As the profile of Acute Medicine grows, the development of an academic limb to the specialty is a logical and necessary step. This edition of the journal features an article written by Professor Derek Bell, the first chair of Acute Medicine, who took up this appointment in Imperial College, London earlier this year. Subtitled ‘a unique opportunity to improve healthcare’, the article highlights the importance of developing a solid research base for the specialty. Clearly acute physicians are, almost by definition, busy people; our over-stretched work schedules will make it difficult to identify time to develop a research programme. Reduced funding for non-clinical sessions is likely to increase pressure on ‘non-essential’ activities, as viewed by our employers. However it is clear from speaking to colleagues at meetings that acute medical units across the UK remain a rich environment for clinical and process-related research. This can only be good news for the future of our specialty, as well as for this journal. I am delighted that Professor Bell has agreed to join our Editorial board, and hope that this will encourage submissions of suitable research studies for consideration of publication in this journal in the future.
Derek Bell’s appointment to the editorial board is one of a number of changes I can report since publication of the last edition. Philip Gothard, consultant in infectious diseases from the School of Tropical Medicine joins us to provide expertise in this field. Nik Patel from Eastbourne replaces Rhid Dowdle as cardiology subeditor, while Phil Dyer will provide endocrine expertise in place of Martin Taylor. I would like to take this opportunity to thank Martin and Rhid for all of their hard work and support over the past 4 years.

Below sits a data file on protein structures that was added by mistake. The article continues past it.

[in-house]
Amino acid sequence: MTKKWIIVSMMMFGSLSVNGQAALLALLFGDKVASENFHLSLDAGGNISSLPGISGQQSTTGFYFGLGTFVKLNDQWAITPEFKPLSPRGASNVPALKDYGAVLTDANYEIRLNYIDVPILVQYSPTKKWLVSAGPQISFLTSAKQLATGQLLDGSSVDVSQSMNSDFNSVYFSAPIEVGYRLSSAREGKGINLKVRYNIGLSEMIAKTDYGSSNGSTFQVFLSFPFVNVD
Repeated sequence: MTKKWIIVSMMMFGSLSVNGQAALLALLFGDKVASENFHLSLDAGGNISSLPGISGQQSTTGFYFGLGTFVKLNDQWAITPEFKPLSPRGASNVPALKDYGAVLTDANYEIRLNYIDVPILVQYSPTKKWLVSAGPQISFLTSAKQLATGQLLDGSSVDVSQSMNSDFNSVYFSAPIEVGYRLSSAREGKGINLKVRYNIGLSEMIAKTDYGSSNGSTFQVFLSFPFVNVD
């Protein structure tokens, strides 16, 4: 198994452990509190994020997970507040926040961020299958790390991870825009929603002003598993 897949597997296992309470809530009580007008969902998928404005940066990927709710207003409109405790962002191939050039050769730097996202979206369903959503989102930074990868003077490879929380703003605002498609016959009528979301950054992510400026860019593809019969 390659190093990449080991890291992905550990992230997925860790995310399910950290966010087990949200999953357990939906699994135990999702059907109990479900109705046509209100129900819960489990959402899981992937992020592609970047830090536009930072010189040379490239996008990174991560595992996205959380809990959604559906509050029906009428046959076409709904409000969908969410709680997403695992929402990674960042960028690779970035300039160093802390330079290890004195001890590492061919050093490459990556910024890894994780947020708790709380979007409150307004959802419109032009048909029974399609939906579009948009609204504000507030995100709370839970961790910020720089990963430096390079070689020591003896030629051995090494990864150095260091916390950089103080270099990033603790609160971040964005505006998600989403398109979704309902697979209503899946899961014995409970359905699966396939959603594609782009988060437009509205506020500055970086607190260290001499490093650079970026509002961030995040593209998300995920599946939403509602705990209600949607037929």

In my last editorial I commented on the need to re-examine the structure of the journal, given that the 5 year review cycle is coming to an end. In discussion at an editorial board meeting it was decided that the cycle of reviews should continue, and will remain predominantly ‘diagnosis’ based (ie ‘Management of Acute Coronary Syndrome’, etc) rather than problemorientated (‘the patient with chest pain’), although where appropriate the latter may feature periodically. Most of these will be commissioned from experts in the relevant fields, although readers with a specific interest in writing a review of a particular area are welcome to contact me directly. Please also keep submissions coming in – we have had a dramatic increase in the number of articles received over the past few months, and many of these should be included in forthcoming editions. Case reports need not ref lect unusual or esoteric presentations, but should have a clear teaching message for a general / acute medicine readership. Audits will also be considered, provided the audit cycle has been completed with a clear indication of how improvements in practice can be achieved.
Reference: Volume 5 Issue 2 Pages 42 - 42 (2006)